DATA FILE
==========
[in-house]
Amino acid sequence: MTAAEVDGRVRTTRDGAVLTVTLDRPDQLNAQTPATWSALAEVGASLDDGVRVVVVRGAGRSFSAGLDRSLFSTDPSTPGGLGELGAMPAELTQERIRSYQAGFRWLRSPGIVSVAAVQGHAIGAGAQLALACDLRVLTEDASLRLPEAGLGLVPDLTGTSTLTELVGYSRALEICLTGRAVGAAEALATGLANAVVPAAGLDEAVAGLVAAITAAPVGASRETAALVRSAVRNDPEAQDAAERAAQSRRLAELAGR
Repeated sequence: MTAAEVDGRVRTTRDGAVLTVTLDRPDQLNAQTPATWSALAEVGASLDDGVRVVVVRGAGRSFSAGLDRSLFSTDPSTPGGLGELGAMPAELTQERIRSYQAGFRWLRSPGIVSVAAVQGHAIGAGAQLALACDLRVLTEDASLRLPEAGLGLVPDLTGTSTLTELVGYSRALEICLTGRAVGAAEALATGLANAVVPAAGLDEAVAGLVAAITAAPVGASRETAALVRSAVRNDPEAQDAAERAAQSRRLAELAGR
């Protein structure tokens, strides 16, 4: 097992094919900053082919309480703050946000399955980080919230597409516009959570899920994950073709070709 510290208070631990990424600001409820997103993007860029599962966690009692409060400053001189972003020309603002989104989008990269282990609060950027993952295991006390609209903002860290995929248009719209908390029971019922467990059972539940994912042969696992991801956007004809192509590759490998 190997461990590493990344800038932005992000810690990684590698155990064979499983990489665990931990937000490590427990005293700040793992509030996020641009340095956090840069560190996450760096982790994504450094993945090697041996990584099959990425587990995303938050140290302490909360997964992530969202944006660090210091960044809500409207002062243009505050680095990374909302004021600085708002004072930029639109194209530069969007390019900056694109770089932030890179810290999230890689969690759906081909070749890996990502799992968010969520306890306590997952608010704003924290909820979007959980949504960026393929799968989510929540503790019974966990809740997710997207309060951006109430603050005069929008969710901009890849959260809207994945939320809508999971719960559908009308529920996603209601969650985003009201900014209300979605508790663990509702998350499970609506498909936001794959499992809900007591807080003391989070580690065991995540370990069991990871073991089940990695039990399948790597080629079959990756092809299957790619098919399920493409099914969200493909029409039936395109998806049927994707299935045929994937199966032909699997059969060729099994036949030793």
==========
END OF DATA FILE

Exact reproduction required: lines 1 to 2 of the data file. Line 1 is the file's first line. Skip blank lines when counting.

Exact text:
[in-house]
Amino acid sequence: MTAAEVDGRVRTTRDGAVLTVTLDRPDQLNAQTPATWSALAEVGASLDDGVRVVVVRGAGRSFSAGLDRSLFSTDPSTPGGLGELGAMPAELTQERIRSYQAGFRWLRSPGIVSVAAVQGHAIGAGAQLALACDLRVLTEDASLRLPEAGLGLVPDLTGTSTLTELVGYSRALEICLTGRAVGAAEALATGLANAVVPAAGLDEAVAGLVAAITAAPVGASRETAALVRSAVRNDPEAQDAAERAAQSRRLAELAGR